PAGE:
US: Mexico should do more to ease youth migrant wave

President Barack Obama's administration said Tuesday that Mexican cooperation was crucial for stopping children illegally crossing the border, as US lawmakers demanded Mexico and other governments take stronger action to stem the crisis.

With the number of underage, unaccompanied migrants rushing to make it into the United States more than doubling in the last year, Homeland Security Secretary Jeh Johnson told Congress that Mexico and Washington must beef up cooperation to meet their "shared border security interests."

"Clearly, a key to this is what the government of Mexico can do," Johnson told a House panel.

Johnson was asked to detail the actions taken by Obama's administration to deal with some 52,000 undocumented youths who have surged over the border into the United States in the last nine months.

About two-thirds of the children are from Central American countries like Honduras and Guatemala, which Johnson said he would visit July 8-9 in a bid to reduce the flow from that country and coordinate the reintegration of Guatemalan youths.

Some enter US territory and request asylum. Others contact relatives already in the United States and petition to remain.

Washington talked tough at the weekend, warning that the majority of detained youths would be deported.

But lawmakers also pointed the finger at Mexico and Central America, saying Washington ought to cut foreign aid to nations that facilitate smuggling.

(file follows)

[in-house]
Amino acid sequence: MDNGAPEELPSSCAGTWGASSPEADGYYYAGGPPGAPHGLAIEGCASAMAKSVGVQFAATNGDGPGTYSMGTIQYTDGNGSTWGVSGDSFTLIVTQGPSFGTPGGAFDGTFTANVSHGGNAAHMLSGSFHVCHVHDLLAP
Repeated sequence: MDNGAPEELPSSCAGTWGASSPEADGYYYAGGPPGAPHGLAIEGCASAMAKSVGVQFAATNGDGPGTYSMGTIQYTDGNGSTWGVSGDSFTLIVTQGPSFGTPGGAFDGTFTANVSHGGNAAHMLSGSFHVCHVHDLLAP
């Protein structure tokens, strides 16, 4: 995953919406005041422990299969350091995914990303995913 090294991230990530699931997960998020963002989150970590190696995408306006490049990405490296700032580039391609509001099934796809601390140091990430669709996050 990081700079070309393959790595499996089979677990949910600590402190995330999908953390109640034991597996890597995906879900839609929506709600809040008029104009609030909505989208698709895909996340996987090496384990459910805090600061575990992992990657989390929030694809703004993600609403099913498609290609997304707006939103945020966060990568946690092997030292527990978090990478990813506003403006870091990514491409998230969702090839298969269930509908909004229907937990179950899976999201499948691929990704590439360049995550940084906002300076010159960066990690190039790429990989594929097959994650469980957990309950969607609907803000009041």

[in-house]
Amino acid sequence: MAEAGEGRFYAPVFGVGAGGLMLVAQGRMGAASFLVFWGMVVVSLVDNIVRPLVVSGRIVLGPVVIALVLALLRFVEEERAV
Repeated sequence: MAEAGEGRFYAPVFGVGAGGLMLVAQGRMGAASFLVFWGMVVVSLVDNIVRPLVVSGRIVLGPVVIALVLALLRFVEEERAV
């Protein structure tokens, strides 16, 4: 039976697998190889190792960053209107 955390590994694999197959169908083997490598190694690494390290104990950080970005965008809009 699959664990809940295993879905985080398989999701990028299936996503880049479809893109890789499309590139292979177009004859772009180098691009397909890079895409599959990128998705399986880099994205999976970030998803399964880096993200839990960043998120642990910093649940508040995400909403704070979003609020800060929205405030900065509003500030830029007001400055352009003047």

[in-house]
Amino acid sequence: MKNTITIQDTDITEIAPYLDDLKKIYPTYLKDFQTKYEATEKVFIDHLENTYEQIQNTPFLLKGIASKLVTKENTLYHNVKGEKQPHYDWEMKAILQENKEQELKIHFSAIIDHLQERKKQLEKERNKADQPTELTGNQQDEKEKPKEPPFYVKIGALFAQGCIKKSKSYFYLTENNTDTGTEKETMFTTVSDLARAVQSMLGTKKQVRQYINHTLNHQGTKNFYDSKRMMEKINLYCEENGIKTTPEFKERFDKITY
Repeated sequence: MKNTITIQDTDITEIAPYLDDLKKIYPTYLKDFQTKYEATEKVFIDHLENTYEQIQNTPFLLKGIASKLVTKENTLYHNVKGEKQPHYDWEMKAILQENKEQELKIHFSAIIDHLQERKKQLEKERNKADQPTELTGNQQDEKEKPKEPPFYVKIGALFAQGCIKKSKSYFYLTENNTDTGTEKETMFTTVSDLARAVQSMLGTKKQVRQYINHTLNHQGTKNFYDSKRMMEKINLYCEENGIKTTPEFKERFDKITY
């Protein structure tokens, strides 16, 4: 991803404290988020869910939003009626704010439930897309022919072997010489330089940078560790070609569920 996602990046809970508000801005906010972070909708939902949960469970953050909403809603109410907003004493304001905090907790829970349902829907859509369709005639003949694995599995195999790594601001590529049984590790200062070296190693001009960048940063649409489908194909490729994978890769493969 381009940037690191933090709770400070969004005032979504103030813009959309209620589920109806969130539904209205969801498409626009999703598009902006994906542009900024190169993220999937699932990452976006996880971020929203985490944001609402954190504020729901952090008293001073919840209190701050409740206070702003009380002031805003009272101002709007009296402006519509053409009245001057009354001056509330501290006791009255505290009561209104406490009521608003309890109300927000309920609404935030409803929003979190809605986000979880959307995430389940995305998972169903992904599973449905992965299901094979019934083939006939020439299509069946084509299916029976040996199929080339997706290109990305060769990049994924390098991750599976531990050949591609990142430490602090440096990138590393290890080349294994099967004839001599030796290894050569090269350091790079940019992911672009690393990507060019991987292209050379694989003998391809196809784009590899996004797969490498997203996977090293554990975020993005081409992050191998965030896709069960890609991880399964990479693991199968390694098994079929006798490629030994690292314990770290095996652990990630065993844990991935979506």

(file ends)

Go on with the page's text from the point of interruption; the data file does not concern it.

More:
"Regarding Mexico, which is our neighbor and one of our largest trading partners, they are behaving so badly and so dishonorably that they are complicit in human smuggling," House Republican Candice Miller told Johnson.

"Instead of increasing funding... I would say, no more money from America until they step up to their own responsibilities, and stop their citizens illegally migrating to the US."

Other lawmakers like conservative congressman Paul Broun accused Washington of complicity in the problem.

"I think this administration is inviting these kids, and is inviting immigrant aliens to come to this country," Broun said.

Johnson for his part said he would travel Wednesday to Nogales, Arizona, to inspect centers where many of the children have been detained, reportedly in bad conditions.

The issue has swelled into another scandal for the Obama administration, but Johnson stressed it was incumbent on US officials to treat the migrants humanely.

"We are talking about large numbers of children, without their parents, who have arrived at our border -- hungry, thirsty, exhausted, scared and vulnerable," Johnson said.

"How we treat the children, in particular, is a reflection of our laws and our values."

House Speaker John Boehner has pricked Obama for a slow response to the situation, and last week wrote the president urging him to dispatch the National Guard to care for the detained youths.

"We've got... a humanitarian disaster on the border, most of it the president's making, in my opinion," Boehner said Tuesday.